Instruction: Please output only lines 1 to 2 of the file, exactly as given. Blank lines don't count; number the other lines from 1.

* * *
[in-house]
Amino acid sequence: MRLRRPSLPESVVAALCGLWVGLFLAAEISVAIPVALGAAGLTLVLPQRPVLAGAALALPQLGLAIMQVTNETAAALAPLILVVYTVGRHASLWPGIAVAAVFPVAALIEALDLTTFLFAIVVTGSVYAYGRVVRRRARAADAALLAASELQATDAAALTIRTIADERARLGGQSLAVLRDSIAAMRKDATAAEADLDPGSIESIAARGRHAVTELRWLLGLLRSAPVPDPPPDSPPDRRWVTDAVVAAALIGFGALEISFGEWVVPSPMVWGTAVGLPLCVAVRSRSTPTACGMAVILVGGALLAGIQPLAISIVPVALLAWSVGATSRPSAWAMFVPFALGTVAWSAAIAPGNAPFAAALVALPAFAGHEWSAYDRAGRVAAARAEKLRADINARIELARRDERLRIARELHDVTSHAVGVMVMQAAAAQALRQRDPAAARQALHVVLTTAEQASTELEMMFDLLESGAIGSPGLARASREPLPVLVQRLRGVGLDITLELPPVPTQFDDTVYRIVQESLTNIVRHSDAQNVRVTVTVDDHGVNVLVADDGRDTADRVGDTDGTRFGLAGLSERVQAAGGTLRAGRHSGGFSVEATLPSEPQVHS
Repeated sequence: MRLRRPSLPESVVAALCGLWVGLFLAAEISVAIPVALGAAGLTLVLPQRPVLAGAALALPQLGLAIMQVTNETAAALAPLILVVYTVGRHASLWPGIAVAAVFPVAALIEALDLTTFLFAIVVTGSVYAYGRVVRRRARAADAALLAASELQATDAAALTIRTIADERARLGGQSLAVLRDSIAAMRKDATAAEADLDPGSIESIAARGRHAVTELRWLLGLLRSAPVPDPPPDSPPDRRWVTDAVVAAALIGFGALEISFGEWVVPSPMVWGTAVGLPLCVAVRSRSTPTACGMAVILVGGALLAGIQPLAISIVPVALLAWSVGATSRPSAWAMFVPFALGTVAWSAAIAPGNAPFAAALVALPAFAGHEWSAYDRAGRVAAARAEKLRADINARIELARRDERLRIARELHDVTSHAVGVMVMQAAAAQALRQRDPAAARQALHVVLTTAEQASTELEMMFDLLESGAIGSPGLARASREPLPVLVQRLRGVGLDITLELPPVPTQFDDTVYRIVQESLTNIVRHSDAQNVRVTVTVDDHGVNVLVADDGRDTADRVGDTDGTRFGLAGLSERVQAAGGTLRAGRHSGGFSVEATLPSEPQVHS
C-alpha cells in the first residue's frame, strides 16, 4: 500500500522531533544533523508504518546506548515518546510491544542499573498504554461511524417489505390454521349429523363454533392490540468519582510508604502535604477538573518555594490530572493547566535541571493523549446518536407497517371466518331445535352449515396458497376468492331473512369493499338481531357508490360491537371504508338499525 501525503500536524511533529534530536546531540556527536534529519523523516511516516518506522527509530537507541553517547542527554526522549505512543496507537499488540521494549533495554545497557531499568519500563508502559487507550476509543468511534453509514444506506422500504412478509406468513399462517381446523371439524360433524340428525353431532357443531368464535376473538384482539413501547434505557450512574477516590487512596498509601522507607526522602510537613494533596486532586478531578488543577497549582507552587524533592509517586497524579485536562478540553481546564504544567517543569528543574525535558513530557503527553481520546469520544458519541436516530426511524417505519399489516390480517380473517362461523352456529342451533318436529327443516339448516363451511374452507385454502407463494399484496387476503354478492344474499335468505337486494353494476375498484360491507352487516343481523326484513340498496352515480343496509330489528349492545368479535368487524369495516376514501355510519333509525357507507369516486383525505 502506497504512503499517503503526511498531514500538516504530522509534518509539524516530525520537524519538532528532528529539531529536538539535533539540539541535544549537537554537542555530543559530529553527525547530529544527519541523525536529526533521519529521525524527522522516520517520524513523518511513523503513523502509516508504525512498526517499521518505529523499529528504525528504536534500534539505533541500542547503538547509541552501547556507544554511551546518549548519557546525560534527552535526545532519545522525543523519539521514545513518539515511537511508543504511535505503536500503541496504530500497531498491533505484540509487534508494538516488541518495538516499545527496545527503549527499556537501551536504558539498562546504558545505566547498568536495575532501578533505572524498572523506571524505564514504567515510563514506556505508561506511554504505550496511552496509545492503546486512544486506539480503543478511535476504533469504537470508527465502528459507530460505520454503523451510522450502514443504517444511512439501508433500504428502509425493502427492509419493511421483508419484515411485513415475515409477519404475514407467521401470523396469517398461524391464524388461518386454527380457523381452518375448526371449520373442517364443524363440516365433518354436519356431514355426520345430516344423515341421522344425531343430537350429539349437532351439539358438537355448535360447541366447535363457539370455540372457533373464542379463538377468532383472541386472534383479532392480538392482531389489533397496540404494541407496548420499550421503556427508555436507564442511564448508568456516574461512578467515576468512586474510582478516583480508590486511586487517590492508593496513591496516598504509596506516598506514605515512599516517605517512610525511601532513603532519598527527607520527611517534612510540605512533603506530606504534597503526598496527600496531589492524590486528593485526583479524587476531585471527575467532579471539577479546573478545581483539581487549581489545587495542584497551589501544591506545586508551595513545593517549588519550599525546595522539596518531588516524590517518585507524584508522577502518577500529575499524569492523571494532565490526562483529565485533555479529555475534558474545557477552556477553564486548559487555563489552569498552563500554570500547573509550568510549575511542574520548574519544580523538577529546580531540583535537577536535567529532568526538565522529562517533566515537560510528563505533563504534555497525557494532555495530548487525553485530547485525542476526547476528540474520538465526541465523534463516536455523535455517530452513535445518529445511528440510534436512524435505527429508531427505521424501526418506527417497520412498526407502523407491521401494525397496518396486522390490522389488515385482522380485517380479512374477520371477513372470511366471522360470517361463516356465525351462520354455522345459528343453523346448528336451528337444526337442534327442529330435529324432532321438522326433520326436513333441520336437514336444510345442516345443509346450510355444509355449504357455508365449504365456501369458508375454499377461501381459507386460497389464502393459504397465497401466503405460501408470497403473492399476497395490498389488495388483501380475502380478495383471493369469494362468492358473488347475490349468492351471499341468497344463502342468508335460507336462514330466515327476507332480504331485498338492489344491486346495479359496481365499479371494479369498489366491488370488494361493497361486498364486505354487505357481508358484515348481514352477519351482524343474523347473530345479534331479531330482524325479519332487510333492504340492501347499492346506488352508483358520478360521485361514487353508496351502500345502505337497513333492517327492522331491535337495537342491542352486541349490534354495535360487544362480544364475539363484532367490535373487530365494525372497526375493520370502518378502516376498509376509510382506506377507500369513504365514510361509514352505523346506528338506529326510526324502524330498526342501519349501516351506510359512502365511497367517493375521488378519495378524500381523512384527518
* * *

[in-house]
Amino acid sequence: MRLRRPSLPESVVAALCGLWVGLFLAAEISVAIPVALGAAGLTLVLPQRPVLAGAALALPQLGLAIMQVTNETAAALAPLILVVYTVGRHASLWPGIAVAAVFPVAALIEALDLTTFLFAIVVTGSVYAYGRVVRRRARAADAALLAASELQATDAAALTIRTIADERARLGGQSLAVLRDSIAAMRKDATAAEADLDPGSIESIAARGRHAVTELRWLLGLLRSAPVPDPPPDSPPDRRWVTDAVVAAALIGFGALEISFGEWVVPSPMVWGTAVGLPLCVAVRSRSTPTACGMAVILVGGALLAGIQPLAISIVPVALLAWSVGATSRPSAWAMFVPFALGTVAWSAAIAPGNAPFAAALVALPAFAGHEWSAYDRAGRVAAARAEKLRADINARIELARRDERLRIARELHDVTSHAVGVMVMQAAAAQALRQRDPAAARQALHVVLTTAEQASTELEMMFDLLESGAIGSPGLARASREPLPVLVQRLRGVGLDITLELPPVPTQFDDTVYRIVQESLTNIVRHSDAQNVRVTVTVDDHGVNVLVADDGRDTADRVGDTDGTRFGLAGLSERVQAAGGTLRAGRHSGGFSVEATLPSEPQVHS